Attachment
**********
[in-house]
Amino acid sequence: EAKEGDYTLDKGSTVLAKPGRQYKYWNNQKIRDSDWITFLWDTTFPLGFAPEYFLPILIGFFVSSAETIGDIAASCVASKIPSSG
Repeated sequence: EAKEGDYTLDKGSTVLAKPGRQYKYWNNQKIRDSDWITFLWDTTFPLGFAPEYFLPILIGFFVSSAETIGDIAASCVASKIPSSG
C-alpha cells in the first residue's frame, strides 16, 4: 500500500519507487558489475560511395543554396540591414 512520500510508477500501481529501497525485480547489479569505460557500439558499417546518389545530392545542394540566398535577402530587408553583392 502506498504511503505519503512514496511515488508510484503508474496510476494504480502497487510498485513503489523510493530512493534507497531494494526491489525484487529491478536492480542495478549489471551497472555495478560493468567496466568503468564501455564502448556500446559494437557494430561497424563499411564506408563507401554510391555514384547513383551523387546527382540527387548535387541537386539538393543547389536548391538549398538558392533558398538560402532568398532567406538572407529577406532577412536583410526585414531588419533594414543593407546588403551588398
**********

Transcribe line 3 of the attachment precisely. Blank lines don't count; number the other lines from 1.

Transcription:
Repeated sequence: EAKEGDYTLDKGSTVLAKPGRQYKYWNNQKIRDSDWITFLWDTTFPLGFAPEYFLPILIGFFVSSAETIGDIAASCVASKIPSSG